Onshore oil and gas in Namibia: let the people decide
On day 23 of the WhyAfrica Southern Africa Road Trip, we visited ReconAfrica’s oil and gas exploration well close to the small village of Ncaute, Kavango Region in Namibia, about 120km south of Rundu, where the company has deployed its Jarvie Rig 1 on its third exploration drill site.
By Leon Louw owner and editor of WhyAfrica
Although there are strong indications that point towards an oil and gas find, it is extremely important to be aware that this project is in a very early exploration phase and that data is still being processed.
The fact that hydrocarbons are present in a petroleum basin, does not mean that the company has made a significant oil and gas discovery.
Moreover, if commercially viable oil is found, it will take at least another five to ten years before the well starts producing.
ReconAfrica’s project is controversial for several reasons. For one, hydrocarbons are not in fashion at the moment. Furthermore, this find is the first discovery of onshore oil and gas in Namibia, although the country’s offshore resources, and the onshore and offshore oil deposits of its northern neighbour Angola, is well known.
The project is in the Kavango Region which is associated with the Okavango Delta, a world heritage site. Although some concerns about the environmental and social impact are valid, there are a few points that must be made very clear and that might have been misrepresented in media reports and by several activists.
Consider all facts and arguments
The three wells where exploration drilling is currently taking place, is not in or near the Okavango Delta in Botswana. It is at least 220km from the start of what is known as the Panhandle where the Kavango River, which starts in Angola, splits into the three main channels at the villages of Sepopa/Etsha 6 and Seronga (I know this as I have worked in this area for many years).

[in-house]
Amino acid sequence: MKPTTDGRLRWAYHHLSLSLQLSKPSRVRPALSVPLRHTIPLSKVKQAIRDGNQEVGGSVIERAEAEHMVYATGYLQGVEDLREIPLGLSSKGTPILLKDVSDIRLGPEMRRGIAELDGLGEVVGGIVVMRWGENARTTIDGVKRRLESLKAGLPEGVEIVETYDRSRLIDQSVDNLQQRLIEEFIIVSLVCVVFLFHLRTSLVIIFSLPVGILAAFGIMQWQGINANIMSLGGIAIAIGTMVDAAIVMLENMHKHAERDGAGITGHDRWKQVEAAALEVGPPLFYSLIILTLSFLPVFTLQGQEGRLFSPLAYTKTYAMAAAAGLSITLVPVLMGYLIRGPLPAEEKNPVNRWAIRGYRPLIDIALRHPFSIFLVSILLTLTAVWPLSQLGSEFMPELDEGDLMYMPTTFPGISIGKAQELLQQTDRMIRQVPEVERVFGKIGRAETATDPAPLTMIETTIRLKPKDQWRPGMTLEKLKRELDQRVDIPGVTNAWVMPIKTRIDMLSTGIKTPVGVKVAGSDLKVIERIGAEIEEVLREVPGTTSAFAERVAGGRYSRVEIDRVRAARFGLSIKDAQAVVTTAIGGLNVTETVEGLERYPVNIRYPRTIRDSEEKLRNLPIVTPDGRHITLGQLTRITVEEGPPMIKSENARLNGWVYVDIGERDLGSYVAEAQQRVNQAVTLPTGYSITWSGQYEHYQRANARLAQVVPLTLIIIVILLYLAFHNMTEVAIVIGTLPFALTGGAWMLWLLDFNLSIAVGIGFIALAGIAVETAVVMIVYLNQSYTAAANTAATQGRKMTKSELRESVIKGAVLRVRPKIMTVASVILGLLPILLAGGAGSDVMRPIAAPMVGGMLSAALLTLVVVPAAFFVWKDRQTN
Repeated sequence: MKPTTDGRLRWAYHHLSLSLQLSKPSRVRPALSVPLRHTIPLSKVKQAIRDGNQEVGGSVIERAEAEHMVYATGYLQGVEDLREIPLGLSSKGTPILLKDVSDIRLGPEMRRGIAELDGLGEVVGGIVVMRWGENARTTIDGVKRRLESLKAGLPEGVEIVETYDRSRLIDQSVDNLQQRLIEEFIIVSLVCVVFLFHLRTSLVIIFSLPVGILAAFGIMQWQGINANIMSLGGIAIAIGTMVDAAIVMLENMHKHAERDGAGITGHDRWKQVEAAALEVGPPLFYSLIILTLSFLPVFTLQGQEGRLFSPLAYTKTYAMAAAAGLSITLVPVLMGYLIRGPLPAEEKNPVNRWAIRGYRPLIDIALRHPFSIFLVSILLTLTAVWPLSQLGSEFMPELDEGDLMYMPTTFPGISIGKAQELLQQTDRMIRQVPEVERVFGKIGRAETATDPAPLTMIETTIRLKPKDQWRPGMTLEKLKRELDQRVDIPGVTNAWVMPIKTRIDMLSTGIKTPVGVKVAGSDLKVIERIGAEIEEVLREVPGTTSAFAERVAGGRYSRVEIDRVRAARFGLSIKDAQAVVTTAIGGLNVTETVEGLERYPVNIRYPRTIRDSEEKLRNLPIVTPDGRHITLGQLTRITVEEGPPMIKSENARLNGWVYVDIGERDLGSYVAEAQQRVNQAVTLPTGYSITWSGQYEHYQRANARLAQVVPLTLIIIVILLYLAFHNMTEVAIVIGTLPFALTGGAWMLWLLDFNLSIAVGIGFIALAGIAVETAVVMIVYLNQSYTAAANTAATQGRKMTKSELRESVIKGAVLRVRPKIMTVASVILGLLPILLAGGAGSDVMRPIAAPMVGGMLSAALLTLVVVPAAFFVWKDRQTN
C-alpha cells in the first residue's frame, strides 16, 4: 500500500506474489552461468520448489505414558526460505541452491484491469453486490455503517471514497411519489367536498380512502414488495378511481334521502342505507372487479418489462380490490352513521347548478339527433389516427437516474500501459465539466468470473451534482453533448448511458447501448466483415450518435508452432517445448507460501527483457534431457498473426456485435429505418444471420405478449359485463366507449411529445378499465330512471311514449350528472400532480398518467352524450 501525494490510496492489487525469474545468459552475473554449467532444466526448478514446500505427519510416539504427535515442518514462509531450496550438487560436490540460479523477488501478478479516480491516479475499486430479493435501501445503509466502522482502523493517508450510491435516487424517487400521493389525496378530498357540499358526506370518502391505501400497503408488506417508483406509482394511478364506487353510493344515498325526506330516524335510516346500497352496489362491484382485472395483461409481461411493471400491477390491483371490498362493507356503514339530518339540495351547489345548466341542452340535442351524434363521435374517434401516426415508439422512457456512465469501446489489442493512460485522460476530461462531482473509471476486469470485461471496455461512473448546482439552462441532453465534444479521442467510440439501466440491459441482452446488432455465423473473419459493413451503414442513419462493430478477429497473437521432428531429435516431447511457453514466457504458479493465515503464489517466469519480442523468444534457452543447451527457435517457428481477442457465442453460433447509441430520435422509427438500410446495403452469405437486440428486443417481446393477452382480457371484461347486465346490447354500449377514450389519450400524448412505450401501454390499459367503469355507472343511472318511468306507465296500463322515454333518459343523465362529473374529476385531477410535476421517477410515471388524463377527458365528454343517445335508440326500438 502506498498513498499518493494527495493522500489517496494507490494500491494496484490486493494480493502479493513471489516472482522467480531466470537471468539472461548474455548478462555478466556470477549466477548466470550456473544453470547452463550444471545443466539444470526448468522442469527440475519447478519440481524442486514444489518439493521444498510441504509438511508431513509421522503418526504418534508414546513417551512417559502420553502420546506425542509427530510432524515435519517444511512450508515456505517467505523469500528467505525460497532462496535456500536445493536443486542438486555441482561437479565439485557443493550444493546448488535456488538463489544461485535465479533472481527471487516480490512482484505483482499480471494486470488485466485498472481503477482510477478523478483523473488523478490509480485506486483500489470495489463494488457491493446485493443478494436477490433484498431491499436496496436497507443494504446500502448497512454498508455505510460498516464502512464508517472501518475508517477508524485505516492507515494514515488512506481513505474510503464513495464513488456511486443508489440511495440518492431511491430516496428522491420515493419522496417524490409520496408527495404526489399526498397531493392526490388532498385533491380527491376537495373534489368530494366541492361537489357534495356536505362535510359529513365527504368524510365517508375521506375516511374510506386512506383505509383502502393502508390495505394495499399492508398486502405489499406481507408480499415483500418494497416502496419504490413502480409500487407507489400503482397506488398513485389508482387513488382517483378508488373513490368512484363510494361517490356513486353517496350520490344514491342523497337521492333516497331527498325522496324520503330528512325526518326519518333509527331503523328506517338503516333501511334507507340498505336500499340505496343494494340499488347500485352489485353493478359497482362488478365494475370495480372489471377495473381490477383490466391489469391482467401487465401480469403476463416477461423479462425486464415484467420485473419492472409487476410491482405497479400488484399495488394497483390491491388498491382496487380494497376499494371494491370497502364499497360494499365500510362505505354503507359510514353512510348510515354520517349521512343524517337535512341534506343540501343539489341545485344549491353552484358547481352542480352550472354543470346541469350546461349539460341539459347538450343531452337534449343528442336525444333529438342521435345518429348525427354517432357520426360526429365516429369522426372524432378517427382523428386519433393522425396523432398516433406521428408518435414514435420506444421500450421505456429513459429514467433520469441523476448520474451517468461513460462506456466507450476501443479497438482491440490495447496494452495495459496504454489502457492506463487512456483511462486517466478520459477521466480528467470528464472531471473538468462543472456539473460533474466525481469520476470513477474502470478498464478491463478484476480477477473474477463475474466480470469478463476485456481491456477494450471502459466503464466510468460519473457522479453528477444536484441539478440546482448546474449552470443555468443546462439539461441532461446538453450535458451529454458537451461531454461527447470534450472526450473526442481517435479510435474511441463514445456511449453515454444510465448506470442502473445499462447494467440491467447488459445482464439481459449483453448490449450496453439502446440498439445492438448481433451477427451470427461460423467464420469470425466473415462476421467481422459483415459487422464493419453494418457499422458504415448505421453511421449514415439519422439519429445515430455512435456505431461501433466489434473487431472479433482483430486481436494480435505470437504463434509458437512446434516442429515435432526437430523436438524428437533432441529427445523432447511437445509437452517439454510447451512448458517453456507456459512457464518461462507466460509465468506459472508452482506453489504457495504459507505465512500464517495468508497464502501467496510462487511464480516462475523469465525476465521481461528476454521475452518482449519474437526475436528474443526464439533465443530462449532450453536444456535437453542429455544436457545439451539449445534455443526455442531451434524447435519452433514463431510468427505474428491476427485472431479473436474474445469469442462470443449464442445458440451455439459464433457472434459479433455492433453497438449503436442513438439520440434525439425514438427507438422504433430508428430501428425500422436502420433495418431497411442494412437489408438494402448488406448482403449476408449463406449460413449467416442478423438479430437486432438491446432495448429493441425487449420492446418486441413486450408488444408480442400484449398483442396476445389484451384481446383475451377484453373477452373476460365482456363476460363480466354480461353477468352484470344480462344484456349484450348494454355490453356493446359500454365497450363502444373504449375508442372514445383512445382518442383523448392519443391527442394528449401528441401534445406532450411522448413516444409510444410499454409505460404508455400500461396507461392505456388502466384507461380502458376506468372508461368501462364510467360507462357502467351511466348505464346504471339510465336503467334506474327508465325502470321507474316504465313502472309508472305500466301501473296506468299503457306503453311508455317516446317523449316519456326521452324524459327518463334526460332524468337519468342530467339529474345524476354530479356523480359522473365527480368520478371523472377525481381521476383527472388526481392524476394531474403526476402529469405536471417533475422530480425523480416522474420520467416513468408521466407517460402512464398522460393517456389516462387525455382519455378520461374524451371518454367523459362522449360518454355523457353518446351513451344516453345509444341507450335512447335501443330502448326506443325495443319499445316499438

In fact, the project site is about 90km south of the Kavango River’s main channel which flows through Rundu and forms the border between Namibia and Angola. Secondly, the Kavango River is not fed by underground acquirers as is the case with ephemeral rivers further south in the dry Namib desert.
The catchment area is in the Angolan highlands where the river starts as the Cubango before it becomes the Kavango in Namibia and Botswana. There are no river courses, dry river beds or runoff channels anywhere close to ReconAfrica’s drilling sites.
There are so many other factors to consider before any person or organisation can outright condemn the drilling for hydrocarbons, but then again, as all extractive activities, it will have environmental and social impacts, which is being addressed and managed by a very competent and local ReconNamibia team.
In the end, it is not for me, any western government, foreign activists, or oil companies to decide the fate of this project or the fate of Namibia and its energy vision, and whether it should include oil and gas or not. The Namibian people and communities must decide without the intimidation and interference of unscrupulous agents of various organisations.
Believe me, these communities are well aware of the benefits and of the potential negative impacts of the development. Let’s be pragmatic, listen and try to understand all arguments and for one minute, put ourselves in the shoes of somebody else and not pursue our own selfish goals.
Let’s step aside and allow the people of Namibia, and especially the communities in the Kavango Region, to make decisions about their own future, they are more than capable of doing that.
There will be more in-depth information about the project in the upcoming WhyAfrica magazine and also in WhyAfrica’s research reports, which you can purchase towards the end of the year.
The WhyAfrica Southern Africa Overland Road Trip will take us through five countries in 44 days. During this time, we will drive more than 9700km on the good roads, the bad roads, dirt roads and tarred roads, to visit close to 30 projects in the mining, agriculture, energy, infrastructure, tourism, conservation, and development sectors.
This trip is made possible by:
Leon Louw is the founder and editor of WhyAfrica. He specialises in natural resources and African affairs.
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